When US President Donald Trump met North Korea’s leader Kim Jong-un in Singapore on 12 June, there was great speculation that this historic summit could result in an official end to the Korean War of 1950-53. Sixty-five years after the armistice which ended that conflict, the formal details of a peace treaty still remain elusive, hence the rise in hopes that this step could finally be within grasp and a semblance of peace and stability restored to the troubled peninsula.

Australia would have particular reason to welcome such an outcome, since it was among the 17 members of the United Nations Organisation which contributed combat forces to the conflict. As with the other combatants, Australia suffered a large number of casualties, including 340 dead. Among these were 43 personnel who—to this day—are recorded as missing in action, because their remains were never recovered.

Following the later Vietnam conflict (1964-1973), Australia was in a not dissimiliar position. After the withdrawal of combat forces in 1971-72, the Defence Department was unable to account for six personnel (four Army, two Air Force) who were almost certainly killed while on service, but who could not be accorded a proper burial. Incredibly, however, in 2007-2009 the remains of all six were finally located and repatriated, bringing to an end this sad legacy of conflict.

Given the separation of time since the end of the Korean War, the hopes of achieving a similar outcome may seem more remote. At the armistice Australia remained unable to account for 23 Army personnel, plus 18 from the Royal Australian Air Force and two from the Royal Australian Navy. Particularly perplexing were the men of the RAAF and RAN—all of them aviators who had been shot down or crashed in North Korea, or simply failed to return from sorties over enemy territory, never to be heard of again.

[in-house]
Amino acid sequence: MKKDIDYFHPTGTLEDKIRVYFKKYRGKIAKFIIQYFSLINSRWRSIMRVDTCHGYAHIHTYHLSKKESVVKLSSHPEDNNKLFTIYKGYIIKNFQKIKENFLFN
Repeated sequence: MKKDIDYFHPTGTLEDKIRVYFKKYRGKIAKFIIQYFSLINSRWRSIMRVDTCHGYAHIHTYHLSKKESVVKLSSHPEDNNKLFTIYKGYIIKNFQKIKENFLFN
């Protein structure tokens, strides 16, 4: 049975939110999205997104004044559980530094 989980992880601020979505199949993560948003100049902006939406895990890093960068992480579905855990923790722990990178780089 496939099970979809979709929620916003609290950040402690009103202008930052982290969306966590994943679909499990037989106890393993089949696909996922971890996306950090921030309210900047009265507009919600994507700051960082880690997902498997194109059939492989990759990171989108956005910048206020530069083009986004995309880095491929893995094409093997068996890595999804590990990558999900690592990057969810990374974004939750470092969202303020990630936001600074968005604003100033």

Missing in action (left to right): Pilot Officer Don Ellis, first RAAF pilot reported missing, Dec. 1950; Sub-Lieut. Ron Coleman, lost on a RAN combat air patrol over the Yellow Sea, Jan. 1952; Squadron Leader Don Hillier, most senior RAAF MIA, lost near Hanoori, North Korea, Mar. 1953.

Not just Australia but Britain has an equal interest in seeking a resolution of the missing-in-action issue. While Britain provided ground combat forces to the UN Command in Korea, it separately sent a number of pilots to join the sole Australian air combat unit engaged in the conflict. This was No 77 Squadron of the RAAF, which entered the war flying American propellor-driven P-51 Mustang fighters but after the first year of fighting re-equipped with British Meteor jets.

As a result of this arrangement, the Royal Air Force has four pilots also listed as missing in action while serving with 77 Squadron, RAAF, who all disappeared during the first half of 1953. Presumably the British government would be equally interested in obtaining a final reckoning of its combat losses from the Korean conflict. Also the Australian Navy, which lost two pilots of No. 805 Squadron operating from the RAN carrier Sydney in late 1951 and early 1952; one of whom was definitely known to have been shot down over North Korea.

Although descendants alive today to mourn United Nations Command losses are more likely to be children and grand-children of serving members, rather than parents and siblings, Australia still has an obligation to repatriate the remains of its personnel recorded as ‘missing in action’. This means it continues to have a keen interest in the outcome of negotiations to settle outstanding issues from the Korean conflict.

Whether Australia can enter into discussions with North Korea seeking return of its war dead will largely depend on progress that the U.S. is able to make to repatriate remains of the 5,300 of its soldiers still missing after the Korea conflict. Latest news from mid-July reports ‘productive’ discussions at working level meetings, with talk of remains already collected being transferred shortly, and for searches for further remains to be resumed in the near future.